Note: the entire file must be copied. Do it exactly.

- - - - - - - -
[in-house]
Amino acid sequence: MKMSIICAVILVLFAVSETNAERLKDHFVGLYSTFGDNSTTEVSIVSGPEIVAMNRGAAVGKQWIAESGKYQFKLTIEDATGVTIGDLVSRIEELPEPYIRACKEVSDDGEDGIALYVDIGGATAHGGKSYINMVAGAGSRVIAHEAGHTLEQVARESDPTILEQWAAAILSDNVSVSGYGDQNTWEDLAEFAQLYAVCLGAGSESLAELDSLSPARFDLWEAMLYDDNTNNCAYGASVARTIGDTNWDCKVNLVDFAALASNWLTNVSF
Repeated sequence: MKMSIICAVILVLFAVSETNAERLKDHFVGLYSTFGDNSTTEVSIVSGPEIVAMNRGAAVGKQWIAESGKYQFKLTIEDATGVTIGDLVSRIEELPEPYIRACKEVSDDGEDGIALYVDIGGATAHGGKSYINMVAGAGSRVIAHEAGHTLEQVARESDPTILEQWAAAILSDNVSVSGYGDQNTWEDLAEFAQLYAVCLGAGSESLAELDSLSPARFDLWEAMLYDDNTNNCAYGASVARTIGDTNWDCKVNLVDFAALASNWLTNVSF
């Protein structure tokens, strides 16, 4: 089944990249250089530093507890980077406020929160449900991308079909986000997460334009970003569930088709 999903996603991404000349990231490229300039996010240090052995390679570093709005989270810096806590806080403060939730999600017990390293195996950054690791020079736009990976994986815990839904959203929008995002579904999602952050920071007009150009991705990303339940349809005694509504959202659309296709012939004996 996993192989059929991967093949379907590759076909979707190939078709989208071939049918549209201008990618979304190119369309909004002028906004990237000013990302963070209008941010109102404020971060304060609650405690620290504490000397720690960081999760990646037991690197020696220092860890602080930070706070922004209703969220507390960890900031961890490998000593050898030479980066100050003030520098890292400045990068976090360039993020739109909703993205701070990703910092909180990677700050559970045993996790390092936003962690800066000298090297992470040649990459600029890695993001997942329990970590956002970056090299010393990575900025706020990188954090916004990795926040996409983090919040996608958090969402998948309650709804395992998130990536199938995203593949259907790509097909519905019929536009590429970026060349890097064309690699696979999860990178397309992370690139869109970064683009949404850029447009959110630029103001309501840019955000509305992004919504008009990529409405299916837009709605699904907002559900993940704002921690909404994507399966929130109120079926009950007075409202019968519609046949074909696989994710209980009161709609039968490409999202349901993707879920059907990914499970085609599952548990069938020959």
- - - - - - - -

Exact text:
[in-house]
Amino acid sequence: MKMSIICAVILVLFAVSETNAERLKDHFVGLYSTFGDNSTTEVSIVSGPEIVAMNRGAAVGKQWIAESGKYQFKLTIEDATGVTIGDLVSRIEELPEPYIRACKEVSDDGEDGIALYVDIGGATAHGGKSYINMVAGAGSRVIAHEAGHTLEQVARESDPTILEQWAAAILSDNVSVSGYGDQNTWEDLAEFAQLYAVCLGAGSESLAELDSLSPARFDLWEAMLYDDNTNNCAYGASVARTIGDTNWDCKVNLVDFAALASNWLTNVSF
Repeated sequence: MKMSIICAVILVLFAVSETNAERLKDHFVGLYSTFGDNSTTEVSIVSGPEIVAMNRGAAVGKQWIAESGKYQFKLTIEDATGVTIGDLVSRIEELPEPYIRACKEVSDDGEDGIALYVDIGGATAHGGKSYINMVAGAGSRVIAHEAGHTLEQVARESDPTILEQWAAAILSDNVSVSGYGDQNTWEDLAEFAQLYAVCLGAGSESLAELDSLSPARFDLWEAMLYDDNTNNCAYGASVARTIGDTNWDCKVNLVDFAALASNWLTNVSF
């Protein structure tokens, strides 16, 4: 089944990249250089530093507890980077406020929160449900991308079909986000997460334009970003569930088709 999903996603991404000349990231490229300039996010240090052995390679570093709005989270810096806590806080403060939730999600017990390293195996950054690791020079736009990976994986815990839904959203929008995002579904999602952050920071007009150009991705990303339940349809005694509504959202659309296709012939004996 996993192989059929991967093949379907590759076909979707190939078709989208071939049918549209201008990618979304190119369309909004002028906004990237000013990302963070209008941010109102404020971060304060609650405690620290504490000397720690960081999760990646037991690197020696220092860890602080930070706070922004209703969220507390960890900031961890490998000593050898030479980066100050003030520098890292400045990068976090360039993020739109909703993205701070990703910092909180990677700050559970045993996790390092936003962690800066000298090297992470040649990459600029890695993001997942329990970590956002970056090299010393990575900025706020990188954090916004990795926040996409983090919040996608958090969402998948309650709804395992998130990536199938995203593949259907790509097909519905019929536009590429970026060349890097064309690699696979999860990178397309992370690139869109970064683009949404850029447009959110630029103001309501840019955000509305992004919504008009990529409405299916837009709605699904907002559900993940704002921690909404994507399966929130109120079926009950007075409202019968519609046949074909696989994710209980009161709609039968490409999202349901993707879920059907990914499970085609599952548990069938020959």